Monday, August 09, 2010
Best. Time. Ever.
Two weekends back the sweet girl and I had
She had a Pokémon date with a wonderful boy whom we'll call Hank.
And I had a lovely visit with Hank's mom, whom I'll call Kate.
Hank's the same age as Sweet M and has a similar series of diagnoses. They're both quirky kids with PDD-NOS-ish profiles.
We arrived at Hank and Kate's apartment around 2:30 on a Sunday afternoon. Sweet M and Hank wandered off to his room, and emerged about two hours later having watched Cloudy with a Chance of Meatballs, played a couple of videogames, and traded Pokémon cards. M was thrilled to have some French Pokémon cards to add to her English collection.
Meanwhile, Kate and I spent two hours catching up on all sorts of autism parenting and others news. We had a glass of wine and some wasabi snack treats. It was like having a normal life. It felt exactly like having a normal life.
Don't get me wrong. I'm not advocating normalism. But it is so great to have your kid wander off into another room and hang out with another kid — happy, engaged, and sociable. There is no question that our kids are sociable — they've just been waiting to find kids they want to sociable with!
It reminded me a little bit of last summer, when we went to a party where everyone was either on the spectrum or had child on the spectrum.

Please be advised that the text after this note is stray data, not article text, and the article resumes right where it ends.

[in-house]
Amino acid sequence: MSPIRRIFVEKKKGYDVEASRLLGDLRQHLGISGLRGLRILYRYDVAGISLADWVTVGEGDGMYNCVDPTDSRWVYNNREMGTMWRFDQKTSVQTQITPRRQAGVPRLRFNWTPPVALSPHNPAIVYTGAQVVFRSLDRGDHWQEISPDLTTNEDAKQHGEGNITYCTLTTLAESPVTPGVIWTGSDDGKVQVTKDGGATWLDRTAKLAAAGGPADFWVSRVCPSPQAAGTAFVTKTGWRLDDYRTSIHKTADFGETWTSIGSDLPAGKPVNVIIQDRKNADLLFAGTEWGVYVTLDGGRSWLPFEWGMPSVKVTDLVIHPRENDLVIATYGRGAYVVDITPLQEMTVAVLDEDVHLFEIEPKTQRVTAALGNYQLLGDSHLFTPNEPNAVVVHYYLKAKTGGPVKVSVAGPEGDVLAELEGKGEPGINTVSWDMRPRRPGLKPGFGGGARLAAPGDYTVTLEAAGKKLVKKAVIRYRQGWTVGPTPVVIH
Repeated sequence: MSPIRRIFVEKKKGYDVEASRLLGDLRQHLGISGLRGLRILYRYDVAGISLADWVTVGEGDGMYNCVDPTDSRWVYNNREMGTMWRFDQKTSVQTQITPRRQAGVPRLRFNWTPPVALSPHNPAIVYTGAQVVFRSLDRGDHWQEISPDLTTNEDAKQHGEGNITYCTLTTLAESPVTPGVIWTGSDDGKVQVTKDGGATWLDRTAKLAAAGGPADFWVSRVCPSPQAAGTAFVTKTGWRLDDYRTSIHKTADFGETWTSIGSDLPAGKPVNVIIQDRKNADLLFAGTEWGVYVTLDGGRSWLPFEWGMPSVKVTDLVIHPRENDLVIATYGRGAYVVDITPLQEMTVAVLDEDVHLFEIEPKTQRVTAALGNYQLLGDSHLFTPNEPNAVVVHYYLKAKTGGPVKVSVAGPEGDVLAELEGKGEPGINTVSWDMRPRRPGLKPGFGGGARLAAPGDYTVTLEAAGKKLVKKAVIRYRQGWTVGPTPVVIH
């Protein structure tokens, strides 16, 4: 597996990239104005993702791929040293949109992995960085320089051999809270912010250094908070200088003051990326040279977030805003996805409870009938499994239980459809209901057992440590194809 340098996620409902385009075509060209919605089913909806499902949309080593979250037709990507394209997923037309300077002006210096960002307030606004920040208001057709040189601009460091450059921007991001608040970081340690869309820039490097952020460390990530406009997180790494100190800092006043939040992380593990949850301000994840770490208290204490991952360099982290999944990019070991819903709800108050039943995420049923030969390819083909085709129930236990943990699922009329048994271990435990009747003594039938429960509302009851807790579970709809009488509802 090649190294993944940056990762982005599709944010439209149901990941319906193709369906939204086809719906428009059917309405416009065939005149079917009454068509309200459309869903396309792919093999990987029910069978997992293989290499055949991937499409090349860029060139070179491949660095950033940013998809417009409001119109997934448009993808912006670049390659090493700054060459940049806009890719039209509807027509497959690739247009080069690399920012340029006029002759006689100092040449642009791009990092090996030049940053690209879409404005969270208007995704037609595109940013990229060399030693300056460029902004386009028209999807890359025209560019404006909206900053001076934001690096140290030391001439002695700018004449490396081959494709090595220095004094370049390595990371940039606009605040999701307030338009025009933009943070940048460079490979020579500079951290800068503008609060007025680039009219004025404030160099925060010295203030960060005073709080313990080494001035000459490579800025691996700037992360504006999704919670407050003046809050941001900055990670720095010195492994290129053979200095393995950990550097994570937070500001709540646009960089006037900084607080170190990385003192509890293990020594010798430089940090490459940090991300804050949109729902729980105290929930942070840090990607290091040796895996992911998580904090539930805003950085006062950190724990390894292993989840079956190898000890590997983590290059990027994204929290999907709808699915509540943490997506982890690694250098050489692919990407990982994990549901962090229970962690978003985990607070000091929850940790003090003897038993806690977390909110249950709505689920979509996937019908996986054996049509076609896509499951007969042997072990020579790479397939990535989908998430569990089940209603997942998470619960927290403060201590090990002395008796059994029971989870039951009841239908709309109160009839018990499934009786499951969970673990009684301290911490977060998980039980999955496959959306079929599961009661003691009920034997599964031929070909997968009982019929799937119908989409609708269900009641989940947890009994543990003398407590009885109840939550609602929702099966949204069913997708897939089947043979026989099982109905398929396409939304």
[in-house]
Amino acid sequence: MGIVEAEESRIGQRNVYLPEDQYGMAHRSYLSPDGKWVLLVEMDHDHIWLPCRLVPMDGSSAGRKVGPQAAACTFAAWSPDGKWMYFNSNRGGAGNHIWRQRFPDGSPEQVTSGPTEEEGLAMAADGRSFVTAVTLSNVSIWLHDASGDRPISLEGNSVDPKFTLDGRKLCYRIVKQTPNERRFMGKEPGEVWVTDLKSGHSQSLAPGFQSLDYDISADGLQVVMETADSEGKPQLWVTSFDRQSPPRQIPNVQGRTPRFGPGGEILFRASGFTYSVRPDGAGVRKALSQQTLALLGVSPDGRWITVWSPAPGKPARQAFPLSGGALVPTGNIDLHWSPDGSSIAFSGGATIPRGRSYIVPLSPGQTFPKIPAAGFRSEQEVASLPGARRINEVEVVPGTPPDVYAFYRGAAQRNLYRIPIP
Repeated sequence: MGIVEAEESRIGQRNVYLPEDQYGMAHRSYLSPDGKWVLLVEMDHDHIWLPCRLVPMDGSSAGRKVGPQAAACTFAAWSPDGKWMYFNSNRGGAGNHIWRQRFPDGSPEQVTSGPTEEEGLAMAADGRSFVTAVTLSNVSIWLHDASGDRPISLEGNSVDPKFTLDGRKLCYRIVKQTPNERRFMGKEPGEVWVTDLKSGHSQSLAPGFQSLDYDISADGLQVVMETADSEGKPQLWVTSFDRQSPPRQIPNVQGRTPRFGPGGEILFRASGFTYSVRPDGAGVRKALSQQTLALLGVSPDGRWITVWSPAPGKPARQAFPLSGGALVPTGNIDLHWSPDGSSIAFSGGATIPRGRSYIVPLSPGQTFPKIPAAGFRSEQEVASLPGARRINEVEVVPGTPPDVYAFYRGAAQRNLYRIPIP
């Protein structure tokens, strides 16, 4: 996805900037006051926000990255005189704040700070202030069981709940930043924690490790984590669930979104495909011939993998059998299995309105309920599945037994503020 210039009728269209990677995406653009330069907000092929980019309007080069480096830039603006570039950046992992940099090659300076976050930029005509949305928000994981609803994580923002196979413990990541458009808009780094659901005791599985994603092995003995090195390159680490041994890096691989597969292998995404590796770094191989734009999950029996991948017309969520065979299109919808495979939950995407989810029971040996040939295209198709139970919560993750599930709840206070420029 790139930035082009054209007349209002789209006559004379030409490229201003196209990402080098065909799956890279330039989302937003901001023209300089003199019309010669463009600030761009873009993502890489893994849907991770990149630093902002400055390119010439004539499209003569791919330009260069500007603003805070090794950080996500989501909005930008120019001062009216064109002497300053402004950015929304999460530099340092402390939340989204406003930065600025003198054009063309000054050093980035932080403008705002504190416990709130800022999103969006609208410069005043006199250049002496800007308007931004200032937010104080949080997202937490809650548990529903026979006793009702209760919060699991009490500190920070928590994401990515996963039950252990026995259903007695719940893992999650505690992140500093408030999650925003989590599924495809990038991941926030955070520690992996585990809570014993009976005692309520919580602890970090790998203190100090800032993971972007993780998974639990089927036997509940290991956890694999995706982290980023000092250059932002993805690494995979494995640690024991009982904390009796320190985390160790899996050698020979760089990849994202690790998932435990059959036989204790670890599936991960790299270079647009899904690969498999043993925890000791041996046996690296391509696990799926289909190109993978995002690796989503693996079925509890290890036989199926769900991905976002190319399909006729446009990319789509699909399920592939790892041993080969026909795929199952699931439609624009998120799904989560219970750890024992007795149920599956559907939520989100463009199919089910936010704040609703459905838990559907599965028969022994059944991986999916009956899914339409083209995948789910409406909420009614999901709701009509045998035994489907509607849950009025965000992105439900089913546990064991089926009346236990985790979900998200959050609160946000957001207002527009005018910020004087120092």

When we got home Sweet M said, "I like that boy Hank--he's cool."
Now how did it happen that we had this moment of best.time.ever — of the somewhat normal variety?
It happened because we have a wonderful neighbor who gives Sweet M all of her dear girl's old Pokémon stuff.
And it happened because there is the autism blogging community where I blogged about the gifted Pokémon.
And it happened because Kate read that post and had the great idea of the Pokémon meeting and emailed me to get it going.
And it happened because Kate and I meet online in a webinar-phone seminar for high visual learners.
So it happened because we have a community — a fledgling community of parents with PDD-NOS kids.
It happened because one thing leads to another. Almost always in ways that you can't anticipate.
And one day you wake up and you have a community. An autism community. Where you can have the . . .